During the pandemic Toronto’s urban premium fell from 42% to just 8% as more people worked from home
The Public Service Alliance of Canada’s contract settlement with the federal government has given 120,000 of its members “additional protection when subject to arbitrary decisions about remote work,” which may result in an increased demand for suburban homes and lower the demand for office space and secondary and tertiary services such as retail and restaurants near and around those offices.
At the same time, the goal to return to pre-pandemic transit ridership levels in places like Ottawa, where office workers are abundant, will become even more challenging to achieve because tens of thousands of pre-pandemic daily commuters will disappear at least partially from the transit network.
The federal government is currently pushing back on PSAC demands because it believes such changes would limit managers’ ability to coordinate teams.
On the surface, it seems like a typical labour dispute. But it could impact how and where people live, work and play. If the workers’ right to work remotely is recognized in their contracts and they are free to work remotely (from home or elsewhere), the demand for real property will shift even further to low-density suburbs and beyond, and away from high-density urban cores.
A recent paper by Jan Brueckner, Matthew Kahn and Gary Lin — A New Spatial Hedonic Equilibrium in the Emerging Work-from-Home Economy? — concluded that working from home would put downward pressure on housing prices and rents in “high-productivity counties,” which are often the places with a higher concentration of office towers populated by white-collar knowledge economy workers.
A further increase in long-term remote work will likely lower the urban-suburban differences in housing prices and rents because suburban values will increase more rapidly. The long-term impact could be that homeowners near the urban core see their housing values appreciate slower than their suburban counterparts, which could also mean better outcomes for renters seeking accommodations near their work locations.
Do Brueckner and colleagues’ findings from the United States apply to Canada? A comparative analysis of suburban-urban housing price differences in the Greater Toronto Area (GTA) suggests they do.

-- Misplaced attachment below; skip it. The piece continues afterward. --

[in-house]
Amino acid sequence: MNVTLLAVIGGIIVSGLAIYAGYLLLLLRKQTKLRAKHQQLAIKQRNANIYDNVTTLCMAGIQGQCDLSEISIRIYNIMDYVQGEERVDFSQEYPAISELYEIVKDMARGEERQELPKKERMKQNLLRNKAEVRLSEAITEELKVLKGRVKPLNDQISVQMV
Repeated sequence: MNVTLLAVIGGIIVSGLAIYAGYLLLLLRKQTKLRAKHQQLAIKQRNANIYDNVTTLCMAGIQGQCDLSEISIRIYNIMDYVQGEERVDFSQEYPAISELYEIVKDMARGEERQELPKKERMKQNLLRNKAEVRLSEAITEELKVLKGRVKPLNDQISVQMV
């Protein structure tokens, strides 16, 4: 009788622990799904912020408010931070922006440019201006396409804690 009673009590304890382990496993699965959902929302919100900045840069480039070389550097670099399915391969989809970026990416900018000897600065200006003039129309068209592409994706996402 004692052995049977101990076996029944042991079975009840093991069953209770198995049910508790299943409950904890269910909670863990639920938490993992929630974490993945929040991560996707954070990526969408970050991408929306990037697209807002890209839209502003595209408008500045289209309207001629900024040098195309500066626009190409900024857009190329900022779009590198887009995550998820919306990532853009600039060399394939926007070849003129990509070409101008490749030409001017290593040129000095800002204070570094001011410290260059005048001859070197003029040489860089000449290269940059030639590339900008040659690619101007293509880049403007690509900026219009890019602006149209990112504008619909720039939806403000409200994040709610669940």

The City of Toronto, with an area of 630 square kilometres, is often considered the urban component of the GTA. The municipalities surrounding the city constitute the suburban part of the regional housing market.
Before the pandemic, housing prices in the city commanded a much larger premium relative to those in the suburbs. But during the pandemic, the urban premium was cut by more than half, partly because of the rapid increase in suburban housing values.
More specifically, the average price of a single-family detached house in December 2019 was 42 per cent higher in Toronto than that of a similar suburban house. The urban premium for detached housing fell to just eight per cent in December 2021, partly because remote work made suburban homes more attractive.
A similar trend was observed for condominium apartments, which commanded an urban premium of 28 per cent in December 2019 and only 10 per cent in December 2021.
Drawing broader and long-term conclusions from the pandemic-driven drop in urban premiums might be tempting. That, though, would be a mistake. The shift in spatial equilibrium from remote work is still in progress and is being simultaneously influenced by other market forces, such as rising interest rates.
Urban premiums for detached housing increased 24 per cent in 2022 as suburban housing prices declined more because of higher mortgage rates. A similar increase in urban premiums was recorded for condominiums. Employers’ efforts to get workers back into their offices may have also factored in the growth of urban premiums in 2022.
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Brueckner, Kahn and Lin also make a nuanced point about how remote work might lower the ability of local public-sector unions to negotiate higher wages. Consider that slower growth in property values in the urban core will adversely impact future property and other local tax revenues, which are the primary own-source revenue for most local governments in Canada. It will be harder to negotiate higher wages with declining municipal revenues.
As a result, remote work may be favourable for federal government employees, but not as much for their local government counterparts.
Murtaza Haider is a professor of real estate management and director of the Urban Analytics Institute at Toronto Metropolitan University. Stephen Moranis is a real estate industry veteran. They can be reached at the Haider-Moranis Bulletin website, www.hmbulletin.com.
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